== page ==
- Once you establish the No Contact Rule and still get an email message, you can reply and ask them to stop contacting you. After that, it’s okay to ignore and delete.
No matter if you are a Facebook user or not, this section is essential. Facebook can become your Achilles heel if you start to keep tabs on your ex and torture yourself about what they’re doing. Even those who don’t use Facebook can be sucked into the pastime of “rifling” if their ex’s page’s ‘public.
Social networking is such a convenient way to spy without leaving any trace. It’s crucial to establish boundaries and remove distractions.
- Facebook is the Kryptonite for people with low self-esteem.
- Take a Facebook vacation until you feel more at ease within yourself, or find yourself constantly checking it. This will allow you to regain your self-control.
- Hide your ex’s profile on Facebook if you find it difficult to handle it, as well as the profiles of mutual friends you haven’t yet unfriended.
- Unfriend anyone who doesn’t treat you well, or behaves in a way that violates your boundaries after a breakup.
- Do not look through someone’s photo collection online or investigating every person they are connected with.
- Be careful about the content of your status updates! It’s best to avoid posting statuses that give the impression that your life has fallen apart. Or that you are angry, and going crazy.
- Blocking your ex is not the best idea. It can be difficult to unblock/reblock. There is a time delay for unblocking depending on how frequently you have done it. If you decide to change your mind and re-block, there will also be a minimum 48-hour delay. Instead, you can simply block the messaging permissions to them.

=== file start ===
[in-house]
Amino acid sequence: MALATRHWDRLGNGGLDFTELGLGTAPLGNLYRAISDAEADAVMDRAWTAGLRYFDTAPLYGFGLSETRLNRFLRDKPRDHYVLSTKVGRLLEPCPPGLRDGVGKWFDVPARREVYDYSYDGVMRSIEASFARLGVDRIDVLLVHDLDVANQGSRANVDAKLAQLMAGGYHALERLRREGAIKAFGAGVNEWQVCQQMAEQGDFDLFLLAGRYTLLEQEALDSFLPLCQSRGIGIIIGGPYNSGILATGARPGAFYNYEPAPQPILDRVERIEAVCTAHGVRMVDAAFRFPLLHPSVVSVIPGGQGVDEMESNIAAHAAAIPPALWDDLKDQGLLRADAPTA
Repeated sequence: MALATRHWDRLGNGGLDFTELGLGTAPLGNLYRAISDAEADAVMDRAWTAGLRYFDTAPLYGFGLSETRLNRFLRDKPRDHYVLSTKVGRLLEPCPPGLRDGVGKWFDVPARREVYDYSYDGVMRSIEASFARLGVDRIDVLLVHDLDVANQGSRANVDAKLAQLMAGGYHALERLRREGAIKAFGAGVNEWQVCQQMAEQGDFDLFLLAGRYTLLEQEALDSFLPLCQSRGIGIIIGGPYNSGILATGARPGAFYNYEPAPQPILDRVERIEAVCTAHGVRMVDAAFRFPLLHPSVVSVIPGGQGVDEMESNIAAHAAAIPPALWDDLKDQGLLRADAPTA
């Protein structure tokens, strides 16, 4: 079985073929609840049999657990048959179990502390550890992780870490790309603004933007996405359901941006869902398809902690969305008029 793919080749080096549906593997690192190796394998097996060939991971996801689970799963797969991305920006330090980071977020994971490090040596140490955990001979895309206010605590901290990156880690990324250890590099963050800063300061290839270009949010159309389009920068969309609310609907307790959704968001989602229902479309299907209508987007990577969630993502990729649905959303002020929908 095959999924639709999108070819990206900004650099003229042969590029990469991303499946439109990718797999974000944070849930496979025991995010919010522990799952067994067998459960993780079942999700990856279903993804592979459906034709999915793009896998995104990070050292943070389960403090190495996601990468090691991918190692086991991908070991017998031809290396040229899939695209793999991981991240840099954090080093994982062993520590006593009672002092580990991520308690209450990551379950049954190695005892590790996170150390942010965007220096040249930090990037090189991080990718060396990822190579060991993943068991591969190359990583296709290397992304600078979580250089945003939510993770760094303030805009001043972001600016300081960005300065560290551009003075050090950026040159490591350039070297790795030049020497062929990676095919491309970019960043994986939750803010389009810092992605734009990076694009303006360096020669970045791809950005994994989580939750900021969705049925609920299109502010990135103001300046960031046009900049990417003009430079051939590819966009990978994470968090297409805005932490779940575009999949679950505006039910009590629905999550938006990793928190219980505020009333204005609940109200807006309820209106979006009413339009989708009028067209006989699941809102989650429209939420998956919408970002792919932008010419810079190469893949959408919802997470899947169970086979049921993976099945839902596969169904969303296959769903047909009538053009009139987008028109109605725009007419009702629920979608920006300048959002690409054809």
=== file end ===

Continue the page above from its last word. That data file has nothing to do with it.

- You must still follow the No Contact Rule even if you want to keep friends on Facebook. Liking, commenting, or responding on Facebook will send mixed messages. This may give the impression that they are okay to reach out to you.
- If both you and your ex are in the profile picture, then change it.
- You block someone who keeps messaging you after you have defriended them. You can also change your settings to restrict who can message you. Do not get involved in the ‘rage blocking’, ‘nostalgia-induced unblocking’, and then panicking cycle. There is a time delay for unblocking depending on how frequently you have done it. If you decide to change your mind and re-block, there will also be a minimum 48-hour delay.
Although I don’t hear nearly as many complaints about Twitter issues during the No Contact as I do about Facebook, heavy-weight drama still happens. This is because Twitter is about so much more than your circle of friends.
Things to keep in mind:
- Don’t talk about them on Twitter.
- Don’t read their feed and spare yourself the drama. I would also avoid reading their mentions.
- Use block function. It stops their tweets showing in your feed and any @ replies from showing in your mentions. But it doesn’t mean that they won’t read your updates or that they can’t or won’t tweet about you.
One reason Linkedin is mentioned here is that if you look at your ex’s profile or they will be aware of it. The site allows each user to see who has been looking at their profile. This is something many people don’t know until their ex is notified about you checking in on them. So don’t do it.
Dating Sites and Blogs
It is not recommended to visit sites that you know your ex uses. That can give you a glimpse into their lives, and it will wear negatively on you.
You can potentially find out when they last logged in and whether they are active, like on many dating sites. Don’t be the person who creates a fake profile, just to find out about the ex.
It is important to avoid doing anything online that could connect you with your ex. That also includes credit checks and even looking at their worksite. You don’t want to feed the curiosity beast. You could end up torturing yourself by searching the internet for any information on your ex. Not healthy! Once you establish the No Contact Rule, stick to it. It’s for the best.